The fatigue performance of a particular cast iron depends on the quantity, size, and shape of the free graphite constituent as well as its interaction with the matrix. Tensile and compressive behavior of cast iron can be different. Compressive strength and modulus are greater than the tensile strength and modulus. Fatigue analysis of cast iron requires special considerations of this asymmetric stress strain response. Cast irons may be broadly classified into three types: Ductile iron, compacted graphite or grey iron. Each of these types has different stress strain behavior.
In fatigue, graphite nodules, under a tensile load, have been observed to debond from the surrounding matrix. Fatigue cracks initiate not only from nodules but also from casting imperfections such as inclusions, microshrinkage pores, and irregularly shaped graphite clusters. These irregularities initiate cracks at an earlier stage in life than well formed nodules. As a result, the quality of the casting will have a large influence on the fatigue life of ductile iron castings. Even at long lives, cracks are observed very early in the lifetime of ductile iron.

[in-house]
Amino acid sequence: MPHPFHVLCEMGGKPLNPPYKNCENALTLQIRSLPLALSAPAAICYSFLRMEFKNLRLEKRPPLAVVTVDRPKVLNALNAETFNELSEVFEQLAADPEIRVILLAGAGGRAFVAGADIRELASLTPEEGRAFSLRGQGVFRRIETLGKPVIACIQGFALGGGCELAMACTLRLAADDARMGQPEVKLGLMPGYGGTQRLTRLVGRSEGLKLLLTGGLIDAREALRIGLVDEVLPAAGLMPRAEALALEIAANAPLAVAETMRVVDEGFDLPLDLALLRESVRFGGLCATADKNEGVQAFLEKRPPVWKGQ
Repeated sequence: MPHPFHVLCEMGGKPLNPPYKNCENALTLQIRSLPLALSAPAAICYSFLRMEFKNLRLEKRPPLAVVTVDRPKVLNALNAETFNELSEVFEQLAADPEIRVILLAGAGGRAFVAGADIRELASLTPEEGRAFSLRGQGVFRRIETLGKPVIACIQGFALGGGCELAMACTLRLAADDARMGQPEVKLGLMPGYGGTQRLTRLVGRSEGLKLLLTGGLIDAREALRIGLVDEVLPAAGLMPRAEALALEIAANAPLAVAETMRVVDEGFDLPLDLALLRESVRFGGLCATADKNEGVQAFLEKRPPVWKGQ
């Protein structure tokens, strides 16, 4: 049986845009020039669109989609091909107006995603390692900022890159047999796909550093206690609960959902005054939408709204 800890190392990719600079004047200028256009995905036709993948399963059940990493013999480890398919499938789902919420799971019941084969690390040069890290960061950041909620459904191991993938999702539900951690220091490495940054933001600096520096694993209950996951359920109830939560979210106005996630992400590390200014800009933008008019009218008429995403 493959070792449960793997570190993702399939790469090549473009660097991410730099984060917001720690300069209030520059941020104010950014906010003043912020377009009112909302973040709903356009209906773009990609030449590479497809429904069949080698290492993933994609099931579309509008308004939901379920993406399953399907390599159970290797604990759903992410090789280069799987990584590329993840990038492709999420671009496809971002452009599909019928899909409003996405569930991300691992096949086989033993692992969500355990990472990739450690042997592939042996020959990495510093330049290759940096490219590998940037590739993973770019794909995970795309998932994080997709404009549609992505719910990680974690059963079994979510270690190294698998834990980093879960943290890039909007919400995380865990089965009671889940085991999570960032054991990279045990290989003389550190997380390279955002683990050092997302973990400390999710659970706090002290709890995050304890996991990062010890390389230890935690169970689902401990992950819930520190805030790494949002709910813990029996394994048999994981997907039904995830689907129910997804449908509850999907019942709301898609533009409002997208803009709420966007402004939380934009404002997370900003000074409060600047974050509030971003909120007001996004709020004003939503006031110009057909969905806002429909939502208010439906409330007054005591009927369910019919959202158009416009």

Compacted Graphite has a graphite configuration between that of ductile iron and gray iron. The fatigue performance is also between that of ductile and gray iron.
Graphite in gray iron is highly branched and interconnected within a eutectic cell structure. These cell structures are composed of sharp flakes which provide an easy fracture path as well as areas of high stress concentration. Cracks start on the first loading cycle at flakes oriented perpendicular to the applied tensile stress. Since grey iron already contains cracks, it is not very notch sensitive.
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